Horses have been living together with human for thousands of years – a long co-evolution that helped them develop impressive social skills: they seem to be highly receptive to human emotions and are proficient at understanding human demands. A new study led by the University in Turku in Finland has found that horses are often more reluctant in new situations if they have multiple riders, have had several owners, or have been with the current owner for just a brief period of time.
“Domestic horses may spend several hours daily in close contact with humans, which can affect horse welfare, physiology, and behavior. Therefore, it is important to understand which factors can influence the horses’ emotions during interactions with humans and what shapes their relationship – particularly in novel situations that can be very stressful to the animals,” said study lead author Océane Liehrmann, a doctoral student in Biology at the University of Turku.
The researchers recruited 76 privately owned horses from the Turku area and analyzed their reactions to novel objects. In a first experiment, the horses were led to walk on two surfaces which were new to them – a white tarp and a fluffy blanket – while in a second test, they were presented with a fluffy stuffed toy. In both cases, the horses had to interact either with their owner or a stranger.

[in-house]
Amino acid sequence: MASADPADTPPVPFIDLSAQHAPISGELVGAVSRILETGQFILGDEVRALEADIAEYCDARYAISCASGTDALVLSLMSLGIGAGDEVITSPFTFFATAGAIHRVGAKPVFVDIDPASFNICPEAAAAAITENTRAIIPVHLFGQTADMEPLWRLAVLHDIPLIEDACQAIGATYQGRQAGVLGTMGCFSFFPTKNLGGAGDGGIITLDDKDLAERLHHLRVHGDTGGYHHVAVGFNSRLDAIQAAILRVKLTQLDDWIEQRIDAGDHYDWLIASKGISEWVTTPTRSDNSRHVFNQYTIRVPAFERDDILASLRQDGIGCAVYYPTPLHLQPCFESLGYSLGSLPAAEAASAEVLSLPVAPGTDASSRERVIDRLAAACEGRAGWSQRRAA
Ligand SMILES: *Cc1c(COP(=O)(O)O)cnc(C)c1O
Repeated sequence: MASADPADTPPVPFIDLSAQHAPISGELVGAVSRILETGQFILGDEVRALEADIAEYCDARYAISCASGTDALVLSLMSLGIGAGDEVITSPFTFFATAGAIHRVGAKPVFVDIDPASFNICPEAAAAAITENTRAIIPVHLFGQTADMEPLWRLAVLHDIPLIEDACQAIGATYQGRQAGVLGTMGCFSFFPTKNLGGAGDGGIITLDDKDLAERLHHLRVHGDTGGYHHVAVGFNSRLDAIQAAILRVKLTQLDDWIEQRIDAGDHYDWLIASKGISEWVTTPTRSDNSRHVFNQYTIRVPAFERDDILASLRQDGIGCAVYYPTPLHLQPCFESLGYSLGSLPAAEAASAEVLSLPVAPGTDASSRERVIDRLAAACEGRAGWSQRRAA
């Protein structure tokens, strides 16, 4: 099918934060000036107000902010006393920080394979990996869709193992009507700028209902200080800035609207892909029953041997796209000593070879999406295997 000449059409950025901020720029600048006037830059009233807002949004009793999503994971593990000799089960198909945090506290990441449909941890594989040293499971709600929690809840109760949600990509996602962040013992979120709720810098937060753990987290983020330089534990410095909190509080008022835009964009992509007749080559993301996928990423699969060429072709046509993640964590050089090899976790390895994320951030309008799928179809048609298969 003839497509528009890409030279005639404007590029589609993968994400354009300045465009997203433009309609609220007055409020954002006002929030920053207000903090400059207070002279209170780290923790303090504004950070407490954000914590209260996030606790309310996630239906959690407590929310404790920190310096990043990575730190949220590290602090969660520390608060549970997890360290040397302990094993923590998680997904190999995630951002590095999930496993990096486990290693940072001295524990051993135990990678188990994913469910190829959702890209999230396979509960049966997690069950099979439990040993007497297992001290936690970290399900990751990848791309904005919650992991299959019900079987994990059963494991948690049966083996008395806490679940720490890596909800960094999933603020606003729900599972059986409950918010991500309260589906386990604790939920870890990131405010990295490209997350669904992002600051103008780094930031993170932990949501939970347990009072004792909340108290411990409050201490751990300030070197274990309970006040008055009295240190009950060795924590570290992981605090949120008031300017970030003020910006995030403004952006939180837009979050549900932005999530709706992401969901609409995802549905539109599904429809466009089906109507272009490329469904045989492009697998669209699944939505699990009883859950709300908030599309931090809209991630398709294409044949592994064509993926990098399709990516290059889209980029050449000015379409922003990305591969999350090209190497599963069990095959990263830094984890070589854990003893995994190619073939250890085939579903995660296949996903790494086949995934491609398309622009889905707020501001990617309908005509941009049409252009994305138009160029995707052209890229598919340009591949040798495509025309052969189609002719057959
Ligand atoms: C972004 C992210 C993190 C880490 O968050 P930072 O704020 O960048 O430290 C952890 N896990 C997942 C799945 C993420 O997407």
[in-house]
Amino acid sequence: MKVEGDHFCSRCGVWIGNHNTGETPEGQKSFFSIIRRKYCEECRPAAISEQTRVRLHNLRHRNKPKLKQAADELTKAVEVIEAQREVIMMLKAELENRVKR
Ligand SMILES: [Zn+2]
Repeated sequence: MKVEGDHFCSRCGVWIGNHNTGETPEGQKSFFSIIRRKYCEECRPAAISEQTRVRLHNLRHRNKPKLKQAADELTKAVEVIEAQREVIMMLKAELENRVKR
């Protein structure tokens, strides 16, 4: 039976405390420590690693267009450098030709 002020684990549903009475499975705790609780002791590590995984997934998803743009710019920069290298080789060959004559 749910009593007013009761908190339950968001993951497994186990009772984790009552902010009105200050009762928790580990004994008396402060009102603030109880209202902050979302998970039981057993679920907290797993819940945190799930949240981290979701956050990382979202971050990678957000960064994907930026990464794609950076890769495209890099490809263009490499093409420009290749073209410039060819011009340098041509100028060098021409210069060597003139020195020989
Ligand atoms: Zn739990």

“Interestingly, horses with an exclusive relationship with their owner were the calmest when approaching the novel surfaces and easily agreed to be touched with the toy. Horses that are regularly ridden or trained by different persons showed more stress behaviors in the test situations,” Liehrmann explained.
Moreover, the experiments revealed that horses with shorter relationships with their owners were more reluctant in new situations and seemed more stressed when asked to interact with unfamiliar objects or surfaces. By contrast, those that had at least six to eight years of relationship with their owner were usually very calm in novel situations. Horses older than 17 refused more often to step on the unfamiliar surfaces when led by a stranger, while they easily agreed to when led by their owners.
“Our findings suggest that a positive horse-human relationship may take time to develop as it is shaped by multiple factors, such as the horse’s previous interactions with humans. Overall, the results show that animals’ relationships with their human caretakers should be better considered in animal welfare and its research,” Liehrmann concluded.
The study is published in the journal Applied Animal Behavior Science.